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Infestation of Critical Bugs

Updated: Oct 14, 2021

In recent weeks there have been a slew of critical bugs (CVSS = 9.8) identified across Citrix, Palo Alto, F5, Pulse Secure, Oracle, SAP and Microsoft. Hopefully, the identification and remediation of these types of bugs in a timely manner across your enterprise has been at the forefront of both security and operation's priority list.


After all, if your security team are not monitoring for these vulnerabilities, and the operations team are not patching these bugs under predefined SLAs, you can be assured that threat actors are waiting in the wings. And they will most likely have already performed reconnaissance of your environment, waiting for opportunitielike this to swoop in and exploit an open vulnerability.


And this news should be nothing new. Looking through multiple reports from CERT groups, cyber-security vendors, and cyber security Government Agencies over the last several years, it is self evident that the overwhelming initial entry of attacks do comes from:

  1. Unpatched Systems

  2. Email Phishing Attacks

In my previous post about the copy and paste threat actors, the Email Phishing Attack vector was discussed, so in this post, we will shift our focus to address Unpatched Systems.


Asset Management


I know it is not the "sexiest" topic in the world, but whenever I am asked to talk about Vulnerability Management, I always return first to Asset Management. And it is also no coincidence that we see Asset Management ranked at #1 and #2 in the CIS Top 20 (see Figure 1).

Figure 1 - CIS Top 20 Controls


If you have ever had the opportunity to manage thousands or more assets, you understand the importance of knowing if something is there or not, what that something is, and what version that something is running. And you immediately understand why this would be placed at #1 and #2.


And Why Is That?

Because what you do not know, you do not know. And when it comes to security, what you do not know, can and eventually will hurt you.


So, let me ask you a couple of key questions about your organisation:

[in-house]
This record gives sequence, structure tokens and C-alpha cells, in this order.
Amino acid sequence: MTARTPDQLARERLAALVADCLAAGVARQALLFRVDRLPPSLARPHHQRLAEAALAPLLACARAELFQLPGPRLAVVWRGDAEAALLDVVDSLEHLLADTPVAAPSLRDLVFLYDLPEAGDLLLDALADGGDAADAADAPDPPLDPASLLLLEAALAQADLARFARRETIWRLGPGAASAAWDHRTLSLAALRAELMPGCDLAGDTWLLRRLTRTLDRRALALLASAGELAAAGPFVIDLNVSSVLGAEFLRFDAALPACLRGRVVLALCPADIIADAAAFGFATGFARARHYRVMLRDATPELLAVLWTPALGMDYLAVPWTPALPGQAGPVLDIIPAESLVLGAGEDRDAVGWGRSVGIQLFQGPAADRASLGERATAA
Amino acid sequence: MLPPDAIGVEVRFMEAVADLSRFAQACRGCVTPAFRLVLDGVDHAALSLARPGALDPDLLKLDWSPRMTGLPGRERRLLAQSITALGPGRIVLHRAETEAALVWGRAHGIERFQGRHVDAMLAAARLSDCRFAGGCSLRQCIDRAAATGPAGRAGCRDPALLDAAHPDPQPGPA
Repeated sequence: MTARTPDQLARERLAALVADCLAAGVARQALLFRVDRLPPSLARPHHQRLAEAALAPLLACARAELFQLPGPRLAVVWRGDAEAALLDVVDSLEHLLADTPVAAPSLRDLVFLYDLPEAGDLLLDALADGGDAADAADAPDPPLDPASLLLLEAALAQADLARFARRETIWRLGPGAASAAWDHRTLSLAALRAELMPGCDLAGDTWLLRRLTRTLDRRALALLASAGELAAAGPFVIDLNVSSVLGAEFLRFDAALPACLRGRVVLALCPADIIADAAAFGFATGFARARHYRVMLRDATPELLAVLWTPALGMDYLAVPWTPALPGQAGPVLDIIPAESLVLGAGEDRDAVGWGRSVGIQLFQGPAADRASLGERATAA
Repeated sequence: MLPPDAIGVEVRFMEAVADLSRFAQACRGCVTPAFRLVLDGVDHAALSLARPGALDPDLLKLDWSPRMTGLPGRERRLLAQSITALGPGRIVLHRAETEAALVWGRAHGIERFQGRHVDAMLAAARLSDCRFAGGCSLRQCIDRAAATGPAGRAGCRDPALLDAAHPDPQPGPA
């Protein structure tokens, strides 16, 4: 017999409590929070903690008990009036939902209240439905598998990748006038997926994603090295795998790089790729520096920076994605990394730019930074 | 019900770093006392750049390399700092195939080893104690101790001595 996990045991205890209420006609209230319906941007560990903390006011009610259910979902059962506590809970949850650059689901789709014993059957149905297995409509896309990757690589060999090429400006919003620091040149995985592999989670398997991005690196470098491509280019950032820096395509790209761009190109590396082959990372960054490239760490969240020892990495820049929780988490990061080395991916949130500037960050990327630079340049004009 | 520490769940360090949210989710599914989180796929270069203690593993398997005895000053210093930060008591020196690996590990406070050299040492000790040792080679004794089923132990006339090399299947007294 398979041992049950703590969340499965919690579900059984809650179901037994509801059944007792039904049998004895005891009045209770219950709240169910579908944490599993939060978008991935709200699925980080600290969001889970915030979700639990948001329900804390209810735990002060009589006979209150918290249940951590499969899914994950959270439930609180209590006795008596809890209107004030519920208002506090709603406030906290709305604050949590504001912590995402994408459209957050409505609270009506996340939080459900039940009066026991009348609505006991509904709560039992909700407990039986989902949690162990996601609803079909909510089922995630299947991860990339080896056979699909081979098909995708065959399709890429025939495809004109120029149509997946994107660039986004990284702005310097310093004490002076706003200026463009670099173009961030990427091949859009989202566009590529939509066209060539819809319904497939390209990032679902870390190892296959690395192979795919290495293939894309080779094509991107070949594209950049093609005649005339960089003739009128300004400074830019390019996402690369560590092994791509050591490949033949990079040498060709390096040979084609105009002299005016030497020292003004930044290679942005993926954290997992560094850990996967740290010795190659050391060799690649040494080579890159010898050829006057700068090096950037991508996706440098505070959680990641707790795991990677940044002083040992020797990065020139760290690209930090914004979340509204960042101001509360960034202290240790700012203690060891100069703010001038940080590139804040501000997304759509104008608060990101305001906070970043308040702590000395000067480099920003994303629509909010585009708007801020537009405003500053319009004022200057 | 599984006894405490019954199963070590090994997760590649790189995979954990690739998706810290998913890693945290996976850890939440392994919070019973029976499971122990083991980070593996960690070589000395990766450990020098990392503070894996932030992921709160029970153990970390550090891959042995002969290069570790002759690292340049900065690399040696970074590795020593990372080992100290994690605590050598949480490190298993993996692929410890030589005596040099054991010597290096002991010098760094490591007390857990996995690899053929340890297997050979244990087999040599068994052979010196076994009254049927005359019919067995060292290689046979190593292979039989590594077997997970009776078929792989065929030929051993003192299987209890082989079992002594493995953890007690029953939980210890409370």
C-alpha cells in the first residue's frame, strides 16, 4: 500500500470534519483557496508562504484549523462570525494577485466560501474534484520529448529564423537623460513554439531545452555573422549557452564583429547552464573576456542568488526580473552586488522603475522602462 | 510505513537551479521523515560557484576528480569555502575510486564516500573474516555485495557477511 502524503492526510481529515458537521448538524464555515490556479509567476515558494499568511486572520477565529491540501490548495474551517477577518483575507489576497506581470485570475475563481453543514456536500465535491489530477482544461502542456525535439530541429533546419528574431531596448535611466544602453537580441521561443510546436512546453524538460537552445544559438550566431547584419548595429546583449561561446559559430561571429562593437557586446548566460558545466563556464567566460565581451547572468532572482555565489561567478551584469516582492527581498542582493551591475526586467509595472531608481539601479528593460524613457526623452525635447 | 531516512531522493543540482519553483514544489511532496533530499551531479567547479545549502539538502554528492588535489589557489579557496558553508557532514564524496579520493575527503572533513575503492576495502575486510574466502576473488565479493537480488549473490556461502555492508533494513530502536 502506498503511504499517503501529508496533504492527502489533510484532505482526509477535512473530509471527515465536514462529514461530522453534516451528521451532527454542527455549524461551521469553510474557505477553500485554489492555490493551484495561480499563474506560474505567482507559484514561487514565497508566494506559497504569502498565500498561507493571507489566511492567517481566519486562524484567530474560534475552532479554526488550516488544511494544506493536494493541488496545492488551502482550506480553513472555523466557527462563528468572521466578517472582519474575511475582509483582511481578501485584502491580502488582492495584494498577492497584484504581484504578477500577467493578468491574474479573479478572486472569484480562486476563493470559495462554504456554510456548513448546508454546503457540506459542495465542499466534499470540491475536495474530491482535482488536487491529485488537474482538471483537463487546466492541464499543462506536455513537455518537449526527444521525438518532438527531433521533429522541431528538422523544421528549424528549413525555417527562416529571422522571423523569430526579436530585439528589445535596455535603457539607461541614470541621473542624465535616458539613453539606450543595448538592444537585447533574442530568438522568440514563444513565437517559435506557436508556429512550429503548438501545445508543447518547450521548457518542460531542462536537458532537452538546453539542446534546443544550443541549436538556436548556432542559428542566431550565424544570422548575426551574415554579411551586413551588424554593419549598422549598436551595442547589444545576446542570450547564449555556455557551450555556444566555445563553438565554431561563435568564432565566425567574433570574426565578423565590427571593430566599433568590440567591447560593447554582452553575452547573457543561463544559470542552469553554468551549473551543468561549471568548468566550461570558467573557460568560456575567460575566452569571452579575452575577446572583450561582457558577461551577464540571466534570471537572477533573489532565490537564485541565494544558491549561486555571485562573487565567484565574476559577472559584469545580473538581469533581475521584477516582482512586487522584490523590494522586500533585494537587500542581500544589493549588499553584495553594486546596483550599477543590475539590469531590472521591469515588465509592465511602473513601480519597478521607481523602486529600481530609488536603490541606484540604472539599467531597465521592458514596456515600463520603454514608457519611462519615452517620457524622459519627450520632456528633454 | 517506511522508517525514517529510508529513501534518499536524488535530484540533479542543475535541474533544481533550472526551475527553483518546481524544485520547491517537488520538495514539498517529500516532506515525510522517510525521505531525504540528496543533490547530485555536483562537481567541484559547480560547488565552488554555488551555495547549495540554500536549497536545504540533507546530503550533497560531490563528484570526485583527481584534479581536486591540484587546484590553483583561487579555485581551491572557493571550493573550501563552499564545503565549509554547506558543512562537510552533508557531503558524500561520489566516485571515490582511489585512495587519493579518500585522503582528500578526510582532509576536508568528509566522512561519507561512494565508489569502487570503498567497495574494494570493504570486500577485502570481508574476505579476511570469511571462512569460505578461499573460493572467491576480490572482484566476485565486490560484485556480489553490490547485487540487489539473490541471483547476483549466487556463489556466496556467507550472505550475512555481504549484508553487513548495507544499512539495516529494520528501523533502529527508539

1. Do you have an asset management inventory in place?

  2. Is the asset management database updated in real time?

With nearly all clients that I speak with, they can answer yes to question 1. (Some even let me know they have more than one asset management store). But very rarely do I hear that the asset management system is "effectively" kept up to date - Many times I have reviewed an environment and the asset inventory or network diagrams did not accurately represent what was actually occurring on the network.


And this is extremely concerning for a few reasons:

  • Firstly, as it is a rather mundane task to keep these things up to date, it is often over looked from within the business. But from an attacker's perspective, this is anything but a mundane task. From their view point, it is an open invitation to explore and discover every nook and cranny of your organisation in the hope of finding a vulnerability in which they can exploit and eventually act out their intentions - be it to squeeze money out of you, steal intellectual property, or cause damage.

  • It is also extremely important from a quality perspective since everything that is built on top of the asset management inventory would be inherently flawed too. And this is where a lot of organisations get caught out. They think they know, but they don't.

My advice is to be very wary of this, and see how this item can be addressed as part of your Cyber Security Program, as nearly every other Cyber Security Service is built on top of this foundation.


Continuous Vulnerability Management

I would have to say that "continuous" is really the key word in this title. In the above section, you notice that continuous covers the addition and subtraction of assets (in near real time).

And for me, I tend to break Vulnerability Management down into two sub-sections:

  • Vulnerability Assessment; and

  • Patch Management

So, time for a couple more quick questions to see how mature your vulnerability management program is:

  1. Do you have a "continuous" up to date view of all your assets?

  2. Do you "continuously" vulnerability scan all your assets?

  3. How often is continuous? (Do you think it is enough)

  4. How are these scans conducted? (unauthenticated, authenticated, agent based)

  5. Do you cover different layers? (OS, Network, Application, Middleware)

  6. Do you have personnel reviewing the results and prioritising outcomes?

  7. Are the scan results automated into the CAB process?

  8. Is patching performed manually, or has parts of the process been automated?

  9. Are patches under and SLA agreement based on risk?

  10. Do you know the lines of reporting for IT and Business sign-off of Risk?

Getting Help


If you answered "no" to a number of the above questions and need help to understand the strategic perspective to roll out an effective Vulnerability Management Program, or want to know more about some of the latest automated technologies we've implemented to address these gaps, then be sure to reach out to us for a confidential discussion.

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